By the Fancy Comma, LLC Team
We chatted with Bri Barbu, a scientist turned accomplished science writer. She is currently a production editor for Chemical and Engineering News, a magazine covering everything chemistry and chemistry-adjacent. As a Mass Media Fellow of the America Association for the Advancement of Science (AAAS) in 2021, she wrote for Discover Magazine. Bri covers topics including chemistry, physics, and health. Keep reading to learn more about Bri’s motivations to become a science journalist and gain her advice for aspiring science freelancers!
Bri Barbu: I signed up for a class in science journalism and fell in love with it basically instantly…Tweet
Fancy Comma: Where are you based? What do you do as a SciCommer?
Bri Barbu: I’m in Washington, DC now – I moved here from Michigan in November 2021. I’m on the production team at Chemical and Engineering News, a weekly magazine covering, you guessed it, everything chemistry and chemistry-adjacent. Which turns out to be a broad swath of science topics because chemistry is in everything.
FC: What is the scope of SciComm in Washington, DC?
Bri: DC is a major hub for SciComm and science journalism. Being the nation’s capital makes the city a hub for scientific professional societies, news outlets, and museums that employ science communicators.
FC: How did you get into SciComm? Which area of SciComm is your favorite?
Bri: I was in a PhD program until early 2020. I was miserable and planning to quit. I signed up for a class in science journalism and fell in love with it basically instantly, and pretty much out of sheer stubbornness decided that’s what I wanted to do with my life despite having hardly any prior experience. I’m just glad I turned out to have a knack for writing. Eventually I landed an internship at Fermilab and an AAAS Mass Media Fellowship and then a full-time job at a science magazine.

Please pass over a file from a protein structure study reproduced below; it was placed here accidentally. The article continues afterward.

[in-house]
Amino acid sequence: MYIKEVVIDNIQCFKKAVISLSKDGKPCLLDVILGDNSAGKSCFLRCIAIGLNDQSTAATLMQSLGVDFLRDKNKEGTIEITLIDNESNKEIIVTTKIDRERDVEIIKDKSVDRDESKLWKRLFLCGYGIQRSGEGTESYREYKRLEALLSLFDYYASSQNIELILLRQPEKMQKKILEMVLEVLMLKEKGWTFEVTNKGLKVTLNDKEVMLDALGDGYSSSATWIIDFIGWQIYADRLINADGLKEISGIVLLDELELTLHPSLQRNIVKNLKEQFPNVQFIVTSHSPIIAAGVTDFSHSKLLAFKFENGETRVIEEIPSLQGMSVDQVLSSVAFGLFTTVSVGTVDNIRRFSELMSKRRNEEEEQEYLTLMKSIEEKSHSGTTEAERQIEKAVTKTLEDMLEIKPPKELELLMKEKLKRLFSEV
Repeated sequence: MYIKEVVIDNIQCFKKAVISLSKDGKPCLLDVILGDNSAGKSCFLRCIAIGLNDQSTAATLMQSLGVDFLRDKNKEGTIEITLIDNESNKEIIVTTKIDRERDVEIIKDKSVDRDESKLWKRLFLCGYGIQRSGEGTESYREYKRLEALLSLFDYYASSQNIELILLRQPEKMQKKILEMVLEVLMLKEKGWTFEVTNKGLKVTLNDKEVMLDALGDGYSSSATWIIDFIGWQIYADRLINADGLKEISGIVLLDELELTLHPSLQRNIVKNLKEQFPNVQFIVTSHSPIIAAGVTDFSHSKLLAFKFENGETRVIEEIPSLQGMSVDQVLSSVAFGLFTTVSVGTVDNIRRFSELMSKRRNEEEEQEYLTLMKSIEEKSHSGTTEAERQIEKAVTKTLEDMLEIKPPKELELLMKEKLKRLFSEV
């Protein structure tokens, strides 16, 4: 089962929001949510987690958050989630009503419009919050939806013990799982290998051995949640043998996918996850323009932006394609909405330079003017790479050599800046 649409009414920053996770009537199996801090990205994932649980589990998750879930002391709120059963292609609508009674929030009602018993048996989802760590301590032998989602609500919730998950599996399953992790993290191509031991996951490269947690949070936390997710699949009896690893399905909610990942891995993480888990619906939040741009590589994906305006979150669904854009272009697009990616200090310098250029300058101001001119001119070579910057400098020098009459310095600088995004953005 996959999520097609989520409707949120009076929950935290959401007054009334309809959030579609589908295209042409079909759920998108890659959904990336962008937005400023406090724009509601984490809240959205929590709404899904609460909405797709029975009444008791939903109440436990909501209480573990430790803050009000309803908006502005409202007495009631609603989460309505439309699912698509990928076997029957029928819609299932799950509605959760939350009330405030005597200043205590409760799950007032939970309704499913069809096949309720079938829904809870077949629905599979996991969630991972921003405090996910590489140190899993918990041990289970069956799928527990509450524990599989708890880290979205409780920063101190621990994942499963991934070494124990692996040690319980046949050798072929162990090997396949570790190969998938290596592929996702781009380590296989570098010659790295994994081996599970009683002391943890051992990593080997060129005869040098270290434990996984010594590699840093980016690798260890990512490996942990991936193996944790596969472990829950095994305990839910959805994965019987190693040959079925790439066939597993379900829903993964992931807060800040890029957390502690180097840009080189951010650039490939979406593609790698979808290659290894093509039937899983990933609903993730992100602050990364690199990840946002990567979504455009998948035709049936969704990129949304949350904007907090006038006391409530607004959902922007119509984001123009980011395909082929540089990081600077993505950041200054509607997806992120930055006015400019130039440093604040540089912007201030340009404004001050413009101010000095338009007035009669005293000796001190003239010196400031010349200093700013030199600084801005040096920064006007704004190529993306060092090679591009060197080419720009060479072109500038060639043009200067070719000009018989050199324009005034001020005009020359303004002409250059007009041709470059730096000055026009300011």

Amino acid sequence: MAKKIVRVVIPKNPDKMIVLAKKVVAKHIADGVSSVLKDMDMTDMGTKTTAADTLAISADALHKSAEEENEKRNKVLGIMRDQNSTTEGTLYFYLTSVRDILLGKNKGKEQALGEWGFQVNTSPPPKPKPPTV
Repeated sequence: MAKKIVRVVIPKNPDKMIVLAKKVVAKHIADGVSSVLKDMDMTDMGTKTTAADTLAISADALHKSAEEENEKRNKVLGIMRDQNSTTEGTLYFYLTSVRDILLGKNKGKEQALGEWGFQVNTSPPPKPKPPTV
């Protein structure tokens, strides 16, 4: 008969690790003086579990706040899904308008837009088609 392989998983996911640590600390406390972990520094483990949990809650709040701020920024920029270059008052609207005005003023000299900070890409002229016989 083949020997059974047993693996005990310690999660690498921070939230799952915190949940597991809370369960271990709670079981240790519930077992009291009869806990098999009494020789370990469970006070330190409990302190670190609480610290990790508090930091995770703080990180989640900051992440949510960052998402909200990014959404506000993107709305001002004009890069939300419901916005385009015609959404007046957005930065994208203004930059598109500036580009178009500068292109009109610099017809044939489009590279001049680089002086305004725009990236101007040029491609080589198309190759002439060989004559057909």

FC: What are your tips/advice/suggestions for those interested in doing SciComm, in terms of landing clients?
Bri: I hate networking and I hate self-promoting, but unfortunately those are the two pillars of building a name for yourself in SciComm, especially if you’re a freelancer. You have to get your work in front of people so they know what you can do, they know what you’re open for, and will refer you to jobs or clients that fit your skillset. That’s also why it’s good to have a personal website to showcase your work. By the way, for more of my advice on thriving as a science writer, check out my article with Brittany Trang at Cell.
About Bri Barbu
Bri (Brianna) Barbu is a science communicator and science journalist. She writes about many disciplines including chemistry, physics, and health. Bri received her BS in Chemistry from Hope College and her MS in Chemistry from the University of Michigan. Currently, Bri serves as the Assistant Editor for Chemical and Engineering News, an all-things-chemistry magazine. In 2021, she worked at Discover Magazine as a Mass Media Fellow of the American Association for the Advancement of Science (AAAS). She has also previously interned as a science writer with Fermi National Accelerator Laboratory (Fermilab), where she wrote about subatomic particles and working with indigenous communities to conduct science fieldwork.
Learn more about Bri by following her on Twitter @Bri_Barbu, visiting her website, and checking out her bio page at Chemical and Engineering News.